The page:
Week in Review, April 3: COVID-19 Spikes, 700,000 Jobs Disappear and Federal Aid Begins

Virus Outbreak Louisiana
Cindy Morris, left, and Swarnamala Ratnayaka don personal protective equipment before preparing RNA for testing for the new coronavirus at the molecular pathology lab at Tulane University School of Medicine in New Orleans, Thursday, April 2, 2020. The test is identical to the PCR test being used by the Centers for Disease Control to ease the testing crisis and stop the spread of COVID-19, which has hit the New Orleans area especially hard. (AP Photo/Gerald Herbert)

NEW ORLEANS – Last Friday, there were 2,700 confirmed COVID-19 cases and 119 deaths in Louisiana. One week later, there are more than 10,000 cases and nearly 400 deaths. Worldwide, there are more than 1 million confirmed cases. 

Governments at all levels in the U.S. have extended stay-at-home orders through at least the month of April – including in Florida and other states that have been skeptical about the pandemic’s danger and slow to restrict movement.

The effects of the COVID-19 continue to be unprecedented. The federal government reported more than 700,000 jobs lost in the month of March – the worst decline since 2009 – and those numbers are expected to skyrocket. The three major stock indexes were down more than 2 percent Friday after another volatile week.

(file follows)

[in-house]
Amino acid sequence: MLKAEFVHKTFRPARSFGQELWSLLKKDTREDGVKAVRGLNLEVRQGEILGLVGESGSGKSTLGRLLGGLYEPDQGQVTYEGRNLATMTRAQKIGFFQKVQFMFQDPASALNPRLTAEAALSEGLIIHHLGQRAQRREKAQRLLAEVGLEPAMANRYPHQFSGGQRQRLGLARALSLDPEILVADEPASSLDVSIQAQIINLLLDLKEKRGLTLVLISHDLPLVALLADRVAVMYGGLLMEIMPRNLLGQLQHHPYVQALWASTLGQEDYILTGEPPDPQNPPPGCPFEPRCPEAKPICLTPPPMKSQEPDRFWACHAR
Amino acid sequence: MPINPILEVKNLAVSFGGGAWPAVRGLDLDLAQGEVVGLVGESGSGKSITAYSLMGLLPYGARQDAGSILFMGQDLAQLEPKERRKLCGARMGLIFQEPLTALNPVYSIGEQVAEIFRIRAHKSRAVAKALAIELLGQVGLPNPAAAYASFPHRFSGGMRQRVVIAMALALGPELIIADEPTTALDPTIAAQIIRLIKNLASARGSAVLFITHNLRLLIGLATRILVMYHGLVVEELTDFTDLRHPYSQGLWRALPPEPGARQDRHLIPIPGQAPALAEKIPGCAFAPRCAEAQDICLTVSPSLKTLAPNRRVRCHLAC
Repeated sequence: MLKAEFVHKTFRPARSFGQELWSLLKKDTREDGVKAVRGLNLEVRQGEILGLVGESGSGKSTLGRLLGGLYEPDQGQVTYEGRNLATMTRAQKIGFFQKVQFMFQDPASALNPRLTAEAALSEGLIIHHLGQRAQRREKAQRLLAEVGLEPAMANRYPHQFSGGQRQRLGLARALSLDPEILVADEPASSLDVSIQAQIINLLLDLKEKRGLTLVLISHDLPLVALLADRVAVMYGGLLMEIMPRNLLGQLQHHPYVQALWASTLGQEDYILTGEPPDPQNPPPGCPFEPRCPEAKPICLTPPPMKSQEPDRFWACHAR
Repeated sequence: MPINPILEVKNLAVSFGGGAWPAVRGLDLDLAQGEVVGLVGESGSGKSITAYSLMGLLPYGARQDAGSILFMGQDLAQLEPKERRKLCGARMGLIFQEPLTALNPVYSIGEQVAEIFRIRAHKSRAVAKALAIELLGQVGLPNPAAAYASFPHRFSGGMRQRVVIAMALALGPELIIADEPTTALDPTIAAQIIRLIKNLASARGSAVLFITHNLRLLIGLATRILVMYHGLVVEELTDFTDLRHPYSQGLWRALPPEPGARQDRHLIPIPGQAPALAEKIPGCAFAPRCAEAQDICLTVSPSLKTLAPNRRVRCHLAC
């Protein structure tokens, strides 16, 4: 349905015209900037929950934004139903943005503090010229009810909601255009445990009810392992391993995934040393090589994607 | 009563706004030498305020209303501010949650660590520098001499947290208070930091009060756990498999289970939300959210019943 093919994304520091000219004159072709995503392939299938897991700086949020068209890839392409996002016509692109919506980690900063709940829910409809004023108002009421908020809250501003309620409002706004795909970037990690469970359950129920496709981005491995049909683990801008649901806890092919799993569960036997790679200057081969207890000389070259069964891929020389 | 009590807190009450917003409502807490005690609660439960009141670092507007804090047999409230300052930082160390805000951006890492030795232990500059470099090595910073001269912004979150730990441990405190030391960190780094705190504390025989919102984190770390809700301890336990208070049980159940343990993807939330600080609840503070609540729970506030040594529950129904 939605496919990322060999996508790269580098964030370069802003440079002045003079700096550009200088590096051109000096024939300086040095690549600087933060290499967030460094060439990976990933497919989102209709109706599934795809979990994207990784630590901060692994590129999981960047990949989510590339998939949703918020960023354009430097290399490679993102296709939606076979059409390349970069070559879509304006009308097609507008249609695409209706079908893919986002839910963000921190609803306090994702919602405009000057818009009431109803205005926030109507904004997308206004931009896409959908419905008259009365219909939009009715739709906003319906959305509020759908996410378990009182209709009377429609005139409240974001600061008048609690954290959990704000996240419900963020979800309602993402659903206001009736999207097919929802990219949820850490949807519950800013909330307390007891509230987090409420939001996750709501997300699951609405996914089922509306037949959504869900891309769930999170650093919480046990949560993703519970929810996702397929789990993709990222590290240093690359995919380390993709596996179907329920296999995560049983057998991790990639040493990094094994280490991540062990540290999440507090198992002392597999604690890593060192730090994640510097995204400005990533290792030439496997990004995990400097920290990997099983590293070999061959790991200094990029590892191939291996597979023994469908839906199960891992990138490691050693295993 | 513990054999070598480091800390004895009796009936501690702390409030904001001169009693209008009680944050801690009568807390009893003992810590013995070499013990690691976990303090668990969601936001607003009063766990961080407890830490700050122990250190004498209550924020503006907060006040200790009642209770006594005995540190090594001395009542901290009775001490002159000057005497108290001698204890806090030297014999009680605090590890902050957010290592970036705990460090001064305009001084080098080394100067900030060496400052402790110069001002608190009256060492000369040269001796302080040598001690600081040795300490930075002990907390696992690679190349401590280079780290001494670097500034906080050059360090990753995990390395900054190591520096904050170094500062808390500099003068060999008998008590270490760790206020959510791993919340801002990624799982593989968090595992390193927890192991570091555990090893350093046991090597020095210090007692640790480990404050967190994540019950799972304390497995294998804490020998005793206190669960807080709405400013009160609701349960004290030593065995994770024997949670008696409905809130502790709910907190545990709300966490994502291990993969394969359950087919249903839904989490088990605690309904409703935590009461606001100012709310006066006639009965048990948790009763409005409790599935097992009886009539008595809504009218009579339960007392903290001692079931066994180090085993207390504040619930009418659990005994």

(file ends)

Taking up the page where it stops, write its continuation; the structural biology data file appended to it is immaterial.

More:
Applications to the federal Payroll Protection Program – designed to get cash into the hands of small businesses – began Friday. The federal government plans to guarantee more than $300 billion in loans so that banks can loan businesses the money they need to keep their employees on the payroll. Many of the loans will be forgiven. 

One major result of all the changes is that many white collar workers are conducting business from their kitchen tables or home offices while healthcare workers, grocery store employees, couriers, garbage collectors and many others are still working as usual. It’s the new normal.

Many New Orleanians have responded to the crisis with creativity and drive. Two local restaurateurs launched a telehealth business and hired many of their hospitality workers to work the phones. Volunteers are making safety gear for healthcare workers. And a local priest has created an outdoor, walk-up confessional to serve his congregation. 

The NFL draft, set for April 23-25, is one of the few sports or entertainment events this spring not to be cancelled or postponed. The Saints will use the new Dixie Brewery, owned by Gayle Benson, as their draft headquarters. 

Meanwhile, a special shout out to the businesses who had just gotten started as the COVID-19 crisis erupted. Biz checked in with the owners of Happy Raptor Distilling, which opened less than a month before the city’s shutdown.

We asked New Orleans business leaders to share their insights about COVID-19. Here are some of the highlights from those conversations:


Categories: A Week In Review, Alerts, COVID-19, Dining/Entertainment, Finance, Healthcare, Legal, Politics, Today’s Business News